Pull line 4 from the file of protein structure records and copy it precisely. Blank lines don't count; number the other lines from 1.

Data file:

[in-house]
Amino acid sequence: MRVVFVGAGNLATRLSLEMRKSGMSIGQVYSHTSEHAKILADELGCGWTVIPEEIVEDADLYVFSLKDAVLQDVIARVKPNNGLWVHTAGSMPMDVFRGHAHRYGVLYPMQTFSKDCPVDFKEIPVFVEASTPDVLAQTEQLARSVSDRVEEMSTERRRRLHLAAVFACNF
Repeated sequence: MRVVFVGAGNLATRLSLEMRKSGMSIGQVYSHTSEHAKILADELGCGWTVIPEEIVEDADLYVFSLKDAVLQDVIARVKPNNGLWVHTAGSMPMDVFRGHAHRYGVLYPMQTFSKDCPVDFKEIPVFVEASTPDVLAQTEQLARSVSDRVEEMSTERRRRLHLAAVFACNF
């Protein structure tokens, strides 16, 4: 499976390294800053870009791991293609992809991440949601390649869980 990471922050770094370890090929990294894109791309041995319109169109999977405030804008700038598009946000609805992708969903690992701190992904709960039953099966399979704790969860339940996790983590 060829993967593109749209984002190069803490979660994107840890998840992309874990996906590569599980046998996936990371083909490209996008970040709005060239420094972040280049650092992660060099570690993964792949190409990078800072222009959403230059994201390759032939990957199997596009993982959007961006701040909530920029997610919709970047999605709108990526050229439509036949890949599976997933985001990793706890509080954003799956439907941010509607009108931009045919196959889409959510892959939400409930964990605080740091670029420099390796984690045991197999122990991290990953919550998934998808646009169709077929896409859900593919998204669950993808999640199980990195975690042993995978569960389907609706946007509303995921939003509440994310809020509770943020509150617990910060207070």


């Protein structure tokens, strides 16, 4: 499976390294800053870009791991293609992809991440949601390649869980 990471922050770094370890090929990294894109791309041995319109169109999977405030804008700038598009946000609805992708969903690992701190992904709960039953099966399979704790969860339940996790983590 060829993967593109749209984002190069803490979660994107840890998840992309874990996906590569599980046998996936990371083909490209996008970040709005060239420094972040280049650092992660060099570690993964792949190409990078800072222009959403230059994201390759032939990957199997596009993982959007961006701040909530920029997610919709970047999605709108990526050229439509036949890949599976997933985001990793706890509080954003799956439907941010509607009108931009045919196959889409959510892959939400409930964990605080740091670029420099390796984690045991197999122990991290990953919550998934998808646009169709077929896409859900593919998204669950993808999640199980990195975690042993995978569960389907609706946007509303995921939003509440994310809020509770943020509150617990910060207070």